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ARTH 200-B Perspectives of Art History

  • Thursdays, 2:45-5:45 pm
  • EV 1.605
  • Instructor: Dr. Steven Stowell

This year-long course introduces students to the broad sweep of art history, from the paleolithic to the modern eras. It helps students develop their skills of visual analysis, their ability to recognize art of different periods and styles, and their understanding of how these relate to each other and to broader social and historical contexts.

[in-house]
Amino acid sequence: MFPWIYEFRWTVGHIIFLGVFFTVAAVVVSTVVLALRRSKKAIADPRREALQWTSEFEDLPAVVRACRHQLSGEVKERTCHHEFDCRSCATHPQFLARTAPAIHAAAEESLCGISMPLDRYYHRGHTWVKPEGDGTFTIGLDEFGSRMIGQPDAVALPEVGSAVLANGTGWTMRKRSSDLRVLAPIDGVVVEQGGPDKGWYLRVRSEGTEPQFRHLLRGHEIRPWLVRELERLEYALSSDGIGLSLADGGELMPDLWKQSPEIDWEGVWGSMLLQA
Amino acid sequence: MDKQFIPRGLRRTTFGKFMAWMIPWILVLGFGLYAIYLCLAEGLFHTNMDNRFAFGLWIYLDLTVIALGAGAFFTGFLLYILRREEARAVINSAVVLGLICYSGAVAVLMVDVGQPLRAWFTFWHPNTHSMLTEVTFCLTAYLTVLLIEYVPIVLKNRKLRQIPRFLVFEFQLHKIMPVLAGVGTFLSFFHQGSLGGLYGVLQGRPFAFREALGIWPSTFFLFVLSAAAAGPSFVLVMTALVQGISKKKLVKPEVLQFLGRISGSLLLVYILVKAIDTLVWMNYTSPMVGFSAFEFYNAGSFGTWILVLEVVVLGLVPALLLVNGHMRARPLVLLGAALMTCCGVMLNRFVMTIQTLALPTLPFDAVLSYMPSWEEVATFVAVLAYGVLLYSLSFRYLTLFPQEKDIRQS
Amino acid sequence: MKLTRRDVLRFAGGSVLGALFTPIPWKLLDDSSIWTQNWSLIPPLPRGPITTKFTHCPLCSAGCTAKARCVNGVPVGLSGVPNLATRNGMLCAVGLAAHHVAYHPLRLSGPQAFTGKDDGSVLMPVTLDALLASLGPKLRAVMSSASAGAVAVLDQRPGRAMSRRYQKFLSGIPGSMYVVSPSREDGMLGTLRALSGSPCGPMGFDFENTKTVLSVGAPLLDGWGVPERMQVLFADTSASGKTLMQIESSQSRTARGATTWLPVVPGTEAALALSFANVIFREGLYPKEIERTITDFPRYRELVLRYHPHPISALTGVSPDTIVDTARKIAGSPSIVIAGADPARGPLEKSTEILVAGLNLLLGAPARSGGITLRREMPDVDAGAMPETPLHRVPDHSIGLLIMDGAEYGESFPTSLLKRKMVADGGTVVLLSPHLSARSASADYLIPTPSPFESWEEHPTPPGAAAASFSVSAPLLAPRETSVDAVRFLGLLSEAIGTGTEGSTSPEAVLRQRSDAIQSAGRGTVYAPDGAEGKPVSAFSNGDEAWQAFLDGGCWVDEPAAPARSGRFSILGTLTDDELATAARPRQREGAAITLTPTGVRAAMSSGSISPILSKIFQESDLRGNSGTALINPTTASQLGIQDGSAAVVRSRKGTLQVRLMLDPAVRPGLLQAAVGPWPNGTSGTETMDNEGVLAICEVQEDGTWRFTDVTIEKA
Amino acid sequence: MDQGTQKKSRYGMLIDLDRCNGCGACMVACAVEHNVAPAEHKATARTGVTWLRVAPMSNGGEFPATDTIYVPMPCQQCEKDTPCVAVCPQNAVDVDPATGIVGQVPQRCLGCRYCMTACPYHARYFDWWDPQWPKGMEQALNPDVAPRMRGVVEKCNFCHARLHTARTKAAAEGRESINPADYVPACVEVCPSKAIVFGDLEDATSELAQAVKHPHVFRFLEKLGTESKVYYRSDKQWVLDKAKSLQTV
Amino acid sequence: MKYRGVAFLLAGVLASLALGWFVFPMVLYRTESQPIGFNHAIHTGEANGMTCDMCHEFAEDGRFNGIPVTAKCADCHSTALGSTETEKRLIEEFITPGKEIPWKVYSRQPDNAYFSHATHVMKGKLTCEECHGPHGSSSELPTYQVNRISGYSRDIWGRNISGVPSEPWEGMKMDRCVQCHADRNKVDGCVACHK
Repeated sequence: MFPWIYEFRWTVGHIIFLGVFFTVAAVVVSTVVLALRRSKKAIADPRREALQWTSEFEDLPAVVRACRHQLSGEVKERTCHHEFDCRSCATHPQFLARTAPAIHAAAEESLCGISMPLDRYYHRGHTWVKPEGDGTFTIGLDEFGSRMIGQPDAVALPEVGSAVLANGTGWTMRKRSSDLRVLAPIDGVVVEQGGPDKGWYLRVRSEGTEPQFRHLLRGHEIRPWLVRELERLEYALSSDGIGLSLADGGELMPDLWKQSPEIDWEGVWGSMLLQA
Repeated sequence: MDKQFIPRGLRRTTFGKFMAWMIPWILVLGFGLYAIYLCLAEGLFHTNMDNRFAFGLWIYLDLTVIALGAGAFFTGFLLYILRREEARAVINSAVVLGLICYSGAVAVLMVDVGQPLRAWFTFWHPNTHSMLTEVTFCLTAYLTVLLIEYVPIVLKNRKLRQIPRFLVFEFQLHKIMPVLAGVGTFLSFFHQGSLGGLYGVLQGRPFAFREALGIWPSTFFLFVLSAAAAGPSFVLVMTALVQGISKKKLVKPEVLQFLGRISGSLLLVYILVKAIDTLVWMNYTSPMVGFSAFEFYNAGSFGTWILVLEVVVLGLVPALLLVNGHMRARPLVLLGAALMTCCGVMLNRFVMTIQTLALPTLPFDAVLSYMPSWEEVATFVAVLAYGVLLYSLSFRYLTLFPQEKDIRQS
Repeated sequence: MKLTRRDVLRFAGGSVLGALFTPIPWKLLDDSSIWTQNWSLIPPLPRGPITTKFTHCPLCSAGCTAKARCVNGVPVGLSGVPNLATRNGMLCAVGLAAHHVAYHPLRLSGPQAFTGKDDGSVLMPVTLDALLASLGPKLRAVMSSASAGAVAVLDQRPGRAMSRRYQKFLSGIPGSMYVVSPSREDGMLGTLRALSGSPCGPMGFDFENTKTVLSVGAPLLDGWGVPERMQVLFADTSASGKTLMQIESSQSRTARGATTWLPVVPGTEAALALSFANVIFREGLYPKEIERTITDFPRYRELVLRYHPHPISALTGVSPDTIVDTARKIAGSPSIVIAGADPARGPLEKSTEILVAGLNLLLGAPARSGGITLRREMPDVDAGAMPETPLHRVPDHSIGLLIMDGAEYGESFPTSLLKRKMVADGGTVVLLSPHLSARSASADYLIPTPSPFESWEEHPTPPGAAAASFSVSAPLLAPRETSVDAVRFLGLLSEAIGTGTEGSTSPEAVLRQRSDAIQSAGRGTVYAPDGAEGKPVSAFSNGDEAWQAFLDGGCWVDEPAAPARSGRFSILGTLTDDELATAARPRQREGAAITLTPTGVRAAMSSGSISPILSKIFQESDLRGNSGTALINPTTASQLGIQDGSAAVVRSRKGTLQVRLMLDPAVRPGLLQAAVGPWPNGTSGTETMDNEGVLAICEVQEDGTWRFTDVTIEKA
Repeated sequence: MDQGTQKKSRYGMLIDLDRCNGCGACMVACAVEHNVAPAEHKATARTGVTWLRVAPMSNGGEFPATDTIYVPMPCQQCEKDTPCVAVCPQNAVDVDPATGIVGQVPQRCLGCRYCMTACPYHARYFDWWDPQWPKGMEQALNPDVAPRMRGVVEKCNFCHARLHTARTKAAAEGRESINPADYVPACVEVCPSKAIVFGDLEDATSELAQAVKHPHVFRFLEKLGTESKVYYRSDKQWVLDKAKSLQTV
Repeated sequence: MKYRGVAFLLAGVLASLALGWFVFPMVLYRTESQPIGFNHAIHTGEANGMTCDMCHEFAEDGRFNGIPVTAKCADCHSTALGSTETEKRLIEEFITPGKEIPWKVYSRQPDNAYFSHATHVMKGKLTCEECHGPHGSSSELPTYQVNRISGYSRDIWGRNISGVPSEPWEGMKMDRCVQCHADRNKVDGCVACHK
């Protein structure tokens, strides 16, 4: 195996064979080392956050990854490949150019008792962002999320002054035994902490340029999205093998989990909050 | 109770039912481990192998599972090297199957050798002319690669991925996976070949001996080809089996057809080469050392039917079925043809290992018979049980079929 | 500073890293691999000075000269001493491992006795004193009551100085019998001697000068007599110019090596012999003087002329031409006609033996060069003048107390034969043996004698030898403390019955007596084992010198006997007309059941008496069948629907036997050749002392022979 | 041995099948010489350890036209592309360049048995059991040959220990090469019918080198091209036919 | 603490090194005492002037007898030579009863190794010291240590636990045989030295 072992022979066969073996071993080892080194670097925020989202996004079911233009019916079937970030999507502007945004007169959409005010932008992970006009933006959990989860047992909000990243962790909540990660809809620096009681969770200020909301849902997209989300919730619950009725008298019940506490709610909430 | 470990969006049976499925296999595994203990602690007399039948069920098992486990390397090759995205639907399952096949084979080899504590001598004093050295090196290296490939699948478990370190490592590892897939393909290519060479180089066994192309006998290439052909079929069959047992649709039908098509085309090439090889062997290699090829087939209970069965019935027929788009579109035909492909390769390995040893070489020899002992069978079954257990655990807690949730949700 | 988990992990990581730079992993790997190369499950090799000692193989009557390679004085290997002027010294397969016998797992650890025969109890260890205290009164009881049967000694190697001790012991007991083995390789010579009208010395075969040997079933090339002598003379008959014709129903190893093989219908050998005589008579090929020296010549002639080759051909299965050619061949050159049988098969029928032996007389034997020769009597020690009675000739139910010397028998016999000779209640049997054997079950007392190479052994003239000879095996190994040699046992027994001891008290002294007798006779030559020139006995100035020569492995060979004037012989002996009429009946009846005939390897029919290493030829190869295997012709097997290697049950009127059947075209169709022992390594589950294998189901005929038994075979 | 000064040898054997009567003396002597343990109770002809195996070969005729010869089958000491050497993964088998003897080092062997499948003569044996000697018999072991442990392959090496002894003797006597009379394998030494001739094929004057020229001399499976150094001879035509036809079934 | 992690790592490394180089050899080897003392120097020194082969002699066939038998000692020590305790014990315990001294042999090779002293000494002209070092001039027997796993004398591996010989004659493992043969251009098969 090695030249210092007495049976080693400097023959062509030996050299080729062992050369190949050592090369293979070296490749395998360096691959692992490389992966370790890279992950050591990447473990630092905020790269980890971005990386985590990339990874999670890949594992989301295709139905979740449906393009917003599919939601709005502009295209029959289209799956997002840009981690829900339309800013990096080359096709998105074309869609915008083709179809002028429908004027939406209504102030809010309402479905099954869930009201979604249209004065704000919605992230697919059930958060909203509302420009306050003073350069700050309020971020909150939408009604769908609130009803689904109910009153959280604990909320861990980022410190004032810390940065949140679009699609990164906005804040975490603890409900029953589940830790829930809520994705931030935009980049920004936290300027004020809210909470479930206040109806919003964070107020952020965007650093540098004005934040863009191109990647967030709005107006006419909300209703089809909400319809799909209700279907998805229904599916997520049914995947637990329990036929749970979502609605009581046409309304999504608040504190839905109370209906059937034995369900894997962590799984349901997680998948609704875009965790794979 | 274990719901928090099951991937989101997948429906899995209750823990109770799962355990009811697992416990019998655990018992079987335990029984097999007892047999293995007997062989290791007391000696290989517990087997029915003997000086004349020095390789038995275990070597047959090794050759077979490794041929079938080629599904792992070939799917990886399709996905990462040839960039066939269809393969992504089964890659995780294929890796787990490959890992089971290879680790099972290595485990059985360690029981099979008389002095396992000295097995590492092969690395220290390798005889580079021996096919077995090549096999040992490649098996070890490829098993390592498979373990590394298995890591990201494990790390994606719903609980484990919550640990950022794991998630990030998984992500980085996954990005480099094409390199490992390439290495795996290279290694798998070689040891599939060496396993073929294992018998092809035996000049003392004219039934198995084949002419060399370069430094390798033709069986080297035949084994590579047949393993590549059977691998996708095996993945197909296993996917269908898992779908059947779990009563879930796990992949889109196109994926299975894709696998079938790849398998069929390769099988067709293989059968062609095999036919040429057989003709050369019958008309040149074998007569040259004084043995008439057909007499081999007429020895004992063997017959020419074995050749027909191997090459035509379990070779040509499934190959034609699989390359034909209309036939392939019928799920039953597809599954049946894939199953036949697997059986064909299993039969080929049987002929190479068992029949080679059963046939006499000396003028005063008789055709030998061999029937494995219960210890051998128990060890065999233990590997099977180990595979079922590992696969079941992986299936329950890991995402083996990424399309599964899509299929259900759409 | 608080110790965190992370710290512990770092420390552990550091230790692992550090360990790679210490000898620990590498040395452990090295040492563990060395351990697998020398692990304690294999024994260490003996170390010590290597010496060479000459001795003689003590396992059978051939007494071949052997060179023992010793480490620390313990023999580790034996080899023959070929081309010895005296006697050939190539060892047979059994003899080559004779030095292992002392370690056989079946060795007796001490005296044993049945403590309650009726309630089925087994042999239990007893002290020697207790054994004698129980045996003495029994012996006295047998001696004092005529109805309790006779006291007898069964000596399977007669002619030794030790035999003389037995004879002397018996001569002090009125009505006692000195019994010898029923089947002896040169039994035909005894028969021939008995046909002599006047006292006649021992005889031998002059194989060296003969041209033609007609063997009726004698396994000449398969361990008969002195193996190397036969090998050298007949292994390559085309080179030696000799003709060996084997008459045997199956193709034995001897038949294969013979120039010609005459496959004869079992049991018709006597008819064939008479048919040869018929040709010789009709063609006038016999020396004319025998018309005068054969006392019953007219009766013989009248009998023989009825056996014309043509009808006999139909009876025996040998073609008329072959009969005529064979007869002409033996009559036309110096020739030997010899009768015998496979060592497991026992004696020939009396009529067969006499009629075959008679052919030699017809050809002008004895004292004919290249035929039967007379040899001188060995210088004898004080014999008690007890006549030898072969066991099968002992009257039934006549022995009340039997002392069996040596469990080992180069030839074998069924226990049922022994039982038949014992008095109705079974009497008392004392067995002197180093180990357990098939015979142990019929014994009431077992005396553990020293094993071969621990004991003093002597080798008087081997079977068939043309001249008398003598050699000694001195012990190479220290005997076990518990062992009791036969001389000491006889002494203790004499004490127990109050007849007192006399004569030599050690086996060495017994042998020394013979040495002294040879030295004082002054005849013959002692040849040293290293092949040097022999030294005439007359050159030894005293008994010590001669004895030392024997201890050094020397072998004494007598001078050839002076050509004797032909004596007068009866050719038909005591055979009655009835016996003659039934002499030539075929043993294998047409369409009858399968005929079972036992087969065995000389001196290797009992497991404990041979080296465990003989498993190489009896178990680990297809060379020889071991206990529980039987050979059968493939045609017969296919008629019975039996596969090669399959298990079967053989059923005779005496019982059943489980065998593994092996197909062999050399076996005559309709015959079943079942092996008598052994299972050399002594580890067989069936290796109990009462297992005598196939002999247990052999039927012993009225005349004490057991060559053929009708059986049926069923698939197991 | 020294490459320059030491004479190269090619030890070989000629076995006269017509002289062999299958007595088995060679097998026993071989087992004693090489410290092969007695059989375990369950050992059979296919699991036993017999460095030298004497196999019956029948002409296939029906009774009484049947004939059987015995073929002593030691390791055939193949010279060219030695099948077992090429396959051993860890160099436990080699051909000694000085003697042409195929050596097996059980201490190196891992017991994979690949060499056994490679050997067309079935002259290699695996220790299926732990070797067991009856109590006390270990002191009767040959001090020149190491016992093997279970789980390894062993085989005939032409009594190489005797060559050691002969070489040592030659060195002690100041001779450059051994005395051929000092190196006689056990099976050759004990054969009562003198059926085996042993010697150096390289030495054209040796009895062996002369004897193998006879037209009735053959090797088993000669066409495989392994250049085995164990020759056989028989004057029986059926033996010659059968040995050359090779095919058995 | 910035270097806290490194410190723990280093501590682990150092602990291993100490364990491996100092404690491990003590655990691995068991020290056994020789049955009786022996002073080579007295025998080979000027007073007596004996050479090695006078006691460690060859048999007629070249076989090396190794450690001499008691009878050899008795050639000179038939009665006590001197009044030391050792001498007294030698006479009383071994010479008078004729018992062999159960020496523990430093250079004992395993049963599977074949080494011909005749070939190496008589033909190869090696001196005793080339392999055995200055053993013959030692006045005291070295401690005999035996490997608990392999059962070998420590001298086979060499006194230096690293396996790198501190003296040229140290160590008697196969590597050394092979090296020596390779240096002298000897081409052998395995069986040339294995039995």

The overall structure of the course is derived from the canonical tradition of art history as it has been constructed in the west from the eighteenth century onwards – a tradition which chronologically orders bodies of work said to exemplify developments through time, while making certain assumptions about what constitutes "art," and about which periods, places, and people are most worthy of study. However, lectures will also question the supremacy of this canonical perspective and its approach to organizing knowledge. Students will thus have the opportunity to learn from the canon and to develop an understanding of the objects it celebrates, while developing an awareness of its limitations. The course, in which mandatory tutorials play a vital role, is taught with art history majors in mind as it is a core component of the art history undergraduate degree and provides a knowledge base that enables further study in the field.

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